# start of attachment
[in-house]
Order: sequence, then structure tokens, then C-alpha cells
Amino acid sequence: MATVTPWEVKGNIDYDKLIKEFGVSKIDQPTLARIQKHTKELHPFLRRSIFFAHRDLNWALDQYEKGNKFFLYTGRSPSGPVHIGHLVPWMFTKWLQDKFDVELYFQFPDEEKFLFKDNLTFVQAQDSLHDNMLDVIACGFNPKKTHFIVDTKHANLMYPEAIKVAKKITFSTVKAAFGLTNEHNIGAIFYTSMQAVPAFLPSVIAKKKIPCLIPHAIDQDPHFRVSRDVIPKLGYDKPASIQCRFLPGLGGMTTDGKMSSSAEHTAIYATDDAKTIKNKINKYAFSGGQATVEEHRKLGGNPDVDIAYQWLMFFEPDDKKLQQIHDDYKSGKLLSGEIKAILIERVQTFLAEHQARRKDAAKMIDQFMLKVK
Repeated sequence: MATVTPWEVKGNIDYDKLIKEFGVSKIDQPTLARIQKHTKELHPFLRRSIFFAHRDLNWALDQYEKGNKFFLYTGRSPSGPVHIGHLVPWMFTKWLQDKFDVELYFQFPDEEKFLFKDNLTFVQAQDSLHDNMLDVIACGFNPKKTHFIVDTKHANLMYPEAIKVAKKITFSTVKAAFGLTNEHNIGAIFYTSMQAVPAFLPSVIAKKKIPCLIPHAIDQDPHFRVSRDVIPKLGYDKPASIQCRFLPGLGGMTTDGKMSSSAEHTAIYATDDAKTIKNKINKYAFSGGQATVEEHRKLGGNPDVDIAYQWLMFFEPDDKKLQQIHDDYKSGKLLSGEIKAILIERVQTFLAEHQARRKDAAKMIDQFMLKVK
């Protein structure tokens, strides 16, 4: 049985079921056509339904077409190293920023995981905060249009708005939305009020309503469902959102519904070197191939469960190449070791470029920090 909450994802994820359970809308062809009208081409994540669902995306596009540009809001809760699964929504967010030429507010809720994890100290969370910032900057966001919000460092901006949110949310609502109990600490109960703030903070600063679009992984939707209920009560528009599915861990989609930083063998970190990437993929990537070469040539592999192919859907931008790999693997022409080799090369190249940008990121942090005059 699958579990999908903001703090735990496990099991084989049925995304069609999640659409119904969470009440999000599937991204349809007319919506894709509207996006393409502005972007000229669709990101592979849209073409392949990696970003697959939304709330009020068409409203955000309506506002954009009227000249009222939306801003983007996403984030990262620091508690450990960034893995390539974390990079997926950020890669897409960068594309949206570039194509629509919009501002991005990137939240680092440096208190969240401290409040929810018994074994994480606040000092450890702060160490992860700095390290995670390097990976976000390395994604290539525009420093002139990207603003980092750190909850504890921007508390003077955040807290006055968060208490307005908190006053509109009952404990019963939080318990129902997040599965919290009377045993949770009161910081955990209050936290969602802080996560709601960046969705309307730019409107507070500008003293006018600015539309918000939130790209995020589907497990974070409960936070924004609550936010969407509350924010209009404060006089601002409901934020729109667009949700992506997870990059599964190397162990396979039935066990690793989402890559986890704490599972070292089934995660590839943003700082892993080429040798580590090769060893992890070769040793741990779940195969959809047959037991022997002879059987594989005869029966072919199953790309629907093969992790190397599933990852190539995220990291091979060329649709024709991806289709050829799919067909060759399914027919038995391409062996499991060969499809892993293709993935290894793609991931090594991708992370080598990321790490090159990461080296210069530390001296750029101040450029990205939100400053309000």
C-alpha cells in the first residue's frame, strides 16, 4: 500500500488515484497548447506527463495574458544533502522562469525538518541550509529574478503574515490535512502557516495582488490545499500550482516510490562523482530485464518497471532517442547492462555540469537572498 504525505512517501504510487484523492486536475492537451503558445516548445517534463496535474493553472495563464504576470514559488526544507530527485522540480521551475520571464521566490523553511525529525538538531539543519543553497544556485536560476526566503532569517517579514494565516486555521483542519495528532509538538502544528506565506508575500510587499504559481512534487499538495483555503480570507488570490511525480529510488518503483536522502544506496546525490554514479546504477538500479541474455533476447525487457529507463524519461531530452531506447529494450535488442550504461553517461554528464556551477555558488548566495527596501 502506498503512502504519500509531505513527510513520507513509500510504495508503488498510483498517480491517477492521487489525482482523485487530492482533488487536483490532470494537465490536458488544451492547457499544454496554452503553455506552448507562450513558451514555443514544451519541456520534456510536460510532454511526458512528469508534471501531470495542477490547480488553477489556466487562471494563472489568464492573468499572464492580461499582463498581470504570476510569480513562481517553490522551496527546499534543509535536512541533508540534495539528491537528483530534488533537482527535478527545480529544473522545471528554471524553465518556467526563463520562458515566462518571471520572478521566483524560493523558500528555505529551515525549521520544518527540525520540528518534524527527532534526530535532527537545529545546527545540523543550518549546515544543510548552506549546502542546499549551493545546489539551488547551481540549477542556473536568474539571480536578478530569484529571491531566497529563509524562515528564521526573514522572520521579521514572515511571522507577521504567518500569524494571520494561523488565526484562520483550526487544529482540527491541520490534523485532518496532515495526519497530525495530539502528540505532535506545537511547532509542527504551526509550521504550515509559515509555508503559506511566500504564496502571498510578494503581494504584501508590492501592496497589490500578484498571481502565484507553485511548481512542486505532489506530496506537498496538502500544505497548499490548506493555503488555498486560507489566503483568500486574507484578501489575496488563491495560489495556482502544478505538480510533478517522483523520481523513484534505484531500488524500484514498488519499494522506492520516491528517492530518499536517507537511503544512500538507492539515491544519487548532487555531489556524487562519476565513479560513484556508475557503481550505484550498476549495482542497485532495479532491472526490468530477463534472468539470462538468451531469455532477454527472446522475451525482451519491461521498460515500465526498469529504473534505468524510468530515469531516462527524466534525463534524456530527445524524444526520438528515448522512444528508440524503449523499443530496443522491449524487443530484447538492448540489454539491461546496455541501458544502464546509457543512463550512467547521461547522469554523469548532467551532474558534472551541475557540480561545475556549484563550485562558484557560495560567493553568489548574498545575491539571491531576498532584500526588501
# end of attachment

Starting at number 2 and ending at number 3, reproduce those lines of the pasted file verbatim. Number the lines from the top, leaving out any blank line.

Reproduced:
Order: sequence, then structure tokens, then C-alpha cells
Amino acid sequence: MATVTPWEVKGNIDYDKLIKEFGVSKIDQPTLARIQKHTKELHPFLRRSIFFAHRDLNWALDQYEKGNKFFLYTGRSPSGPVHIGHLVPWMFTKWLQDKFDVELYFQFPDEEKFLFKDNLTFVQAQDSLHDNMLDVIACGFNPKKTHFIVDTKHANLMYPEAIKVAKKITFSTVKAAFGLTNEHNIGAIFYTSMQAVPAFLPSVIAKKKIPCLIPHAIDQDPHFRVSRDVIPKLGYDKPASIQCRFLPGLGGMTTDGKMSSSAEHTAIYATDDAKTIKNKINKYAFSGGQATVEEHRKLGGNPDVDIAYQWLMFFEPDDKKLQQIHDDYKSGKLLSGEIKAILIERVQTFLAEHQARRKDAAKMIDQFMLKVK